Abstract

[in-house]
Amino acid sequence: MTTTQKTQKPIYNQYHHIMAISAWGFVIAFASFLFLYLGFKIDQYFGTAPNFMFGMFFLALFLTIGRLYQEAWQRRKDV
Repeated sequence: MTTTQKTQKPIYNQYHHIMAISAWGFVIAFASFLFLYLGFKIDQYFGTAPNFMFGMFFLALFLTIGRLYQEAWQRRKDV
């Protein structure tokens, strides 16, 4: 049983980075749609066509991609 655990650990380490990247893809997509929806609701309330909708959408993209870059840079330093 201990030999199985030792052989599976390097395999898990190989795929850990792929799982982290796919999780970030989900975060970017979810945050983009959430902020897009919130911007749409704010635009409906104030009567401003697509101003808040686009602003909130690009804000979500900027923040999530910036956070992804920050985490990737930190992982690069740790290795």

Using industrial seismic data available in the French Southeast Basin in Provence, we put into evidence thin skinned processes that have dominated tectonics in this basin since the Oligocene. These interpretations are then replaced within the regional structural framework of SW France with geological maps and field work. A thick Mesozoic and Cenozoic sedimentary cover is detached on a main décollement frequently localized within the Triassic evaporites. The underlying basement is undeformed. The Mid-Durance fault, the Luberon, Trévaresse, and the Ventoux-Lure thrust zones and the Diois-Baronnies fold and thrust belt are produced by thin-skinned tectonics, the associated structures having no roots within the pre-Triassic basement. This thin-skinned deformation is interpreted as resulting from a regional southward gravity mass flow, induced by the westward Alps extrusion, followed in recent times by radial collapse of the Alps. The incipient stage of this gravity sliding occurred during the Late Oligocene in the Diois-Baronnies (the former Mesozoic Vocontian basin), and then rapidly progressed to the south across the Ventoux-Lure thrust zone in Provence during the Miocene. Southward, this gravity sliding vanishes approaching the E-W trending structural high of the Eocene Pyrénéo-Provençal orogenic belt in southern Provence.

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